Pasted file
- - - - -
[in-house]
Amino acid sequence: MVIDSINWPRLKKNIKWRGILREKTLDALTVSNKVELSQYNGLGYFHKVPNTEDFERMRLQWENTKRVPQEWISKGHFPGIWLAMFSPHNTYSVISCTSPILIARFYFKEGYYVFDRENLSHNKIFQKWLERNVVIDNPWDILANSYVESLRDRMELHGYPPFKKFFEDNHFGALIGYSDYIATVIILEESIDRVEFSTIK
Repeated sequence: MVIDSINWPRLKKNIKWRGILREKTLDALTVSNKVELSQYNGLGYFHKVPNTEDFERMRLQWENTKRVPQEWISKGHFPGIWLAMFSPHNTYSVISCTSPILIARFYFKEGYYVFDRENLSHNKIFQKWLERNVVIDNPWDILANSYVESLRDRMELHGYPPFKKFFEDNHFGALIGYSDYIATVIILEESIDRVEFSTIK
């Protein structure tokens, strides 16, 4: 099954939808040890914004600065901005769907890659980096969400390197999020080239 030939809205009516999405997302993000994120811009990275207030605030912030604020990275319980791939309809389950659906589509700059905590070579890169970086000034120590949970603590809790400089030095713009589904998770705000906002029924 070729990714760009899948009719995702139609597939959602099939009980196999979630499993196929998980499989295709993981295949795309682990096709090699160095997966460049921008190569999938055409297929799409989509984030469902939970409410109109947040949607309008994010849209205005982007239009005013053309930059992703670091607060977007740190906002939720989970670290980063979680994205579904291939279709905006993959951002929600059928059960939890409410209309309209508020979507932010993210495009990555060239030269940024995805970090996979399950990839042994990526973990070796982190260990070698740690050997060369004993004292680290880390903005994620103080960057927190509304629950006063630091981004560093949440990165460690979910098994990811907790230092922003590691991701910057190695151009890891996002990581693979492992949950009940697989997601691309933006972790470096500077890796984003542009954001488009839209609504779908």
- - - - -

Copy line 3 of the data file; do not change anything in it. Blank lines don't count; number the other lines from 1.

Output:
Repeated sequence: MVIDSINWPRLKKNIKWRGILREKTLDALTVSNKVELSQYNGLGYFHKVPNTEDFERMRLQWENTKRVPQEWISKGHFPGIWLAMFSPHNTYSVISCTSPILIARFYFKEGYYVFDRENLSHNKIFQKWLERNVVIDNPWDILANSYVESLRDRMELHGYPPFKKFFEDNHFGALIGYSDYIATVIILEESIDRVEFSTIK